Editorial - Journal of Cancer Immunology & Therapy (2021) Volume 4, Issue 3
Immunotherapy and brain cancer
El Hadji Seydou Mbaye*
Department of Cancer, Aristide Le Dantec Hospital, Dakar, Senegal
- Corresponding Author:
- El Hadji Seydou Mbaye Department of Cancer, Aristide Le Dantec Hospital, Dakar, Senegal. E-mail: [email protected]
Accepted date: 25th July 2021.
Immunotherapy is a class of biological treatment, which uses the patient’s own immune system to detect and destroy the cancer cells. Immunotherapy uses substances either natural (within the body) or synthetic (made in laboratory) to stimulate or subdue body’s own immune system response to fight cancer. Brain is difficult to reach through medication as it is shielded by membrane called Blood-Brain-Barrier (BBB) from any harmful substances. The BBB is extremely selective semipermeable membrane border of endothelial cells. It prevents any harmful substances from entering into brain through blood stream. It keeps bacteria and other infectious substances from reaching brain, which unfortunately includes helpful cancer treating drugs. Cancer cells have a wicked way of tricking the immune system into thinking they are self and no harm to the body. As the tumour in brain grows in size and the pressure they impose on brain, interfering with healthy normal brain function, causes highly painful and life changing symptoms in patients suffering from brain cancer. Brain and nervous system cancers are two primary cancers that effects in both adults and children.
Types of brain cancers
The types of brain cancer are categorised by the type of cell they originate from. They include;
Astrocytoma: cancer begins in astrocytes, these are star shaped cells called glial cells or neuroglial cells found in central and peripheral nervous systems.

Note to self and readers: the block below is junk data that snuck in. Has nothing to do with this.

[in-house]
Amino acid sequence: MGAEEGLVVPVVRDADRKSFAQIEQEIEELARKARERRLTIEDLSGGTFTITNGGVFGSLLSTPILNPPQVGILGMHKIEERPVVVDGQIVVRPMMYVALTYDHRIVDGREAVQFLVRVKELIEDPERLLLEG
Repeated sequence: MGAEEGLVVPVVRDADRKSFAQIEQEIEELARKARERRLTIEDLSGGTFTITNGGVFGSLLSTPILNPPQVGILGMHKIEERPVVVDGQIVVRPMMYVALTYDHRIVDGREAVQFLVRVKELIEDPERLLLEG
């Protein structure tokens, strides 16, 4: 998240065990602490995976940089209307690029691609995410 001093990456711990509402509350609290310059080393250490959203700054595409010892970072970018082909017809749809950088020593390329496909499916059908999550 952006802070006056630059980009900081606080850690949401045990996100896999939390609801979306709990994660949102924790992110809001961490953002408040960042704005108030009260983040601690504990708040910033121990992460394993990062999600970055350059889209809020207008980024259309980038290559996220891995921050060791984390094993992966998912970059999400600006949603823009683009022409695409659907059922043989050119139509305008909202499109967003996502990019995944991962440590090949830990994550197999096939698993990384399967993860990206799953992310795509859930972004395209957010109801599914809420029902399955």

Glioma: cancer begins in glial cells present around nerve cells.
Meningioma: cancer originates in membranes covering brain and spinal cord called meninges.
Medulloblastoma: cancer begins in posterior fossa (base of skull region).
Neuroblastoma: cancer forms in neuroblasts in adrenal glands.
Immunotherapy for brain cancer
Currently, FDA has approved three immunotherapy options in treating brain and nervous system cancers.
Checkpoint inhibitors: Immune checkpoints are the molecules that surround the surface of activated T-cells of the immune systems. The primary purpose of the immune checkpoints is to suppress uncontrolled inflammatory responses. Pembrolizumab (keytruda) is a checkpoint inhibitor targeting PD-1/ PD-L1 pathway. This drug has been approved in treating advanced brain cancers. Pembrolizumab is effectively tolerated in high grade glioma patients, with low response rate and improved progression-free survival even when used in combination with bevacizumab. Durvalumab is a checkpoint inhibitor targeting PD-1/ PD-L1 pathway.
Targeted antibodies: Bevacizumab (Avastin) is a monoclonal antibody (mAB) targeting VEGF/VEGFR pathway and inhibits tumour blood vessels growth. This has been approved in treatment of recurrent glioblastoma. Dinutuximab (Unituxin) is a monoclonal antibody (mAB) targeting VEGF/VEGFR pathway. It has been approved in treatment of paediatric neuroblastoma.
Vaccine: The goal of therapeutic vaccination against brain tumours is to boost patient antitumor immunity by allowing T-cells to recognise tumour associated antigens. This is believed to trigger an immunological response, which would finally result in cancer cells being eradicated. Pembrolizumab (Keytruda®) is a checkpoint inhibitor targeting the PD-1/PD-L1 pathway. It has been approved in treatment with advanced pancreatic.
Combination therapy: In patients with brain malignancies, immunotherapeutic methods have failed to provide effective clinical responses. This is due to brain tumours' various immune evasion mechanisms as well as tumour heterogeneity. When used in combination with other drugs or therapies (radiotherapy or chemotherapy), immune checkpoint inhibitors helps patients with brain cancer with sporadic improvements in overall survival.
Immunotherapeutic drugs, by itself or in combination with current standard-of-care, can provide a much needed improvement in patient survival while delaying disease progression
The authors are grateful for the journal editor and the anonymous reviewers for their helpful comments and suggestions.